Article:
Teachers and Educators’ Role in Assessment for Continuity of Learning – Step 4

Selecting assessment models is an important step that early years educators and school teachers can take when creating a comprehensive and aligned assessment system to ensure continuity of learning.


Continuity of learning depends on early years educators and school teachers creating a comprehensive and aligned assessment system – this is essential across both early learning and school settings. Below we highlight one of five steps identified within our ‘Towards Continuity of Learning: Rethinking Assessment’ publication that can be undertaken to achieve this.

The theory

Meaningful assessment involves thoughtful choices on the part of professionals among the many purposes, types, methods, and instruments available. Good practice means focusing on a few meaningful learning outcomes along learning pathways, connected to specific, beneficial purposes. Procedures to assess and monitor children’s learning and inform pedagogy are refined over time.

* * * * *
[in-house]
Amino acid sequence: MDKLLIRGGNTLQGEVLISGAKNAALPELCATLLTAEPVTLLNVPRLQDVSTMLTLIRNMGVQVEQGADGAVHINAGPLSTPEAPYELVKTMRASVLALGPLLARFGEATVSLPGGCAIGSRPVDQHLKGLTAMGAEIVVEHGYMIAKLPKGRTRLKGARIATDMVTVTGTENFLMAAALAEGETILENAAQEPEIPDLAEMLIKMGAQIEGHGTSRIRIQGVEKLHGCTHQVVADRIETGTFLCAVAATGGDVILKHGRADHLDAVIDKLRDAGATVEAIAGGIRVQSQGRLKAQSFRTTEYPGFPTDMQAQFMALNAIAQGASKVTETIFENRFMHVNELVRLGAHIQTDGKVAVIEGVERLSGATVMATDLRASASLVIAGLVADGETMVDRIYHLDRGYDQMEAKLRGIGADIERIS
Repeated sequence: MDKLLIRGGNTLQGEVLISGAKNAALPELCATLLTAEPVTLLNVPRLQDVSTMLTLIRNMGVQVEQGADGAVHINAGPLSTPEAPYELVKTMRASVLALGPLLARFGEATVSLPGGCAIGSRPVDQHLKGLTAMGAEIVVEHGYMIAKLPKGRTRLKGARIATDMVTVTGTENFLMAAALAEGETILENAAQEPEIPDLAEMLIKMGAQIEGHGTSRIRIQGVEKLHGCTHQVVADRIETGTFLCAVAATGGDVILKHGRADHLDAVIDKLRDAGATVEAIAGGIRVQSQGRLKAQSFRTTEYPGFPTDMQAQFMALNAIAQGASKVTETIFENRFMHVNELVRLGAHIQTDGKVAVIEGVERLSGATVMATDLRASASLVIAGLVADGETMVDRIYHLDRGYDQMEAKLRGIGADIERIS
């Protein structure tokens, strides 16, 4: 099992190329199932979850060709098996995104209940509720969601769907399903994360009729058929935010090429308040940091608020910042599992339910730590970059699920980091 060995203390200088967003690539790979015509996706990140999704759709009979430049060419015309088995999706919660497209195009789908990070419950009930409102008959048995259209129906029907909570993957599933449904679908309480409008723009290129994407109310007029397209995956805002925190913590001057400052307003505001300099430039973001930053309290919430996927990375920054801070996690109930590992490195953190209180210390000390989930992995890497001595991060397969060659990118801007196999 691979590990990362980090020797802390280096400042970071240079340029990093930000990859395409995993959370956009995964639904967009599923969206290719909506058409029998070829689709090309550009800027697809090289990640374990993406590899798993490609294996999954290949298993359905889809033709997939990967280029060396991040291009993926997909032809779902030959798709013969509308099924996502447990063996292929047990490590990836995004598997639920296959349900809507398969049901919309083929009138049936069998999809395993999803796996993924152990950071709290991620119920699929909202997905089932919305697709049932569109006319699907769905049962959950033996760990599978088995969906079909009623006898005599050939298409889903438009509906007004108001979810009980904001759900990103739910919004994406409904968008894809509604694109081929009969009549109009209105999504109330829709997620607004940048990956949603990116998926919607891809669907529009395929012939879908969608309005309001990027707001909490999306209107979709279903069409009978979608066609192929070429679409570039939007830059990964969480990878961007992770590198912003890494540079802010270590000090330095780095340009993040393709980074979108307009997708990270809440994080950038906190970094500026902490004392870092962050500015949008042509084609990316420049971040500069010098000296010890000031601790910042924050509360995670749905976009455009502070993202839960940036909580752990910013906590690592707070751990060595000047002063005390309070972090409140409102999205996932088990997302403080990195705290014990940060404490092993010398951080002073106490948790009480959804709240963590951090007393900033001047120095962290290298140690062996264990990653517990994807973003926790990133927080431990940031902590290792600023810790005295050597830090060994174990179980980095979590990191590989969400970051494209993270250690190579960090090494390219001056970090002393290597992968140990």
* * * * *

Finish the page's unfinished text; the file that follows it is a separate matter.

In practice

Within practice, the issue is not a lack of assessment methods, rather it is the freedom and ability to work with the right tools. At a leadership level, changes may be required to empower school teachers and early childhood educators with choice – both in terms of the types of tools and the number of assessments undertaken.

The following table summarises the broader shift required in very simple terms.

Example: Direct assessment of individual children from Frankston CKP Kindergarten

Over the course of the first week of each term, each child has a turn with the early childhood teacher to do a self-portrait. The teacher also takes a photo that shows how the child is holding and manipulating a pencil. Depending on the child’s skills, the teacher may print the child’s name or ask the child to print their own name, noting evidence of emergent or early literacy skills. The teacher points to the self-portrait the child completed three months earlier, often pointing out the changes over three months.

Several skills one can be systematically assessed against a set of specified learning outcomes – assessment of learning. The teacher has concrete evidence that can inform planning learning experiences in the new term – assessment for learning. The self-portraits are included in each child’s portfolio and are valuable documentation of children’ learning that can be shared with families. Children can see the concrete evidence of their own learning – assessment as learning.

Further learning

To learn more about the steps early years educators and school teachers can take to create a comprehensive and aligned assessment system, download our free publication Towards Continuity of Learning: Rethinking Assessment HERE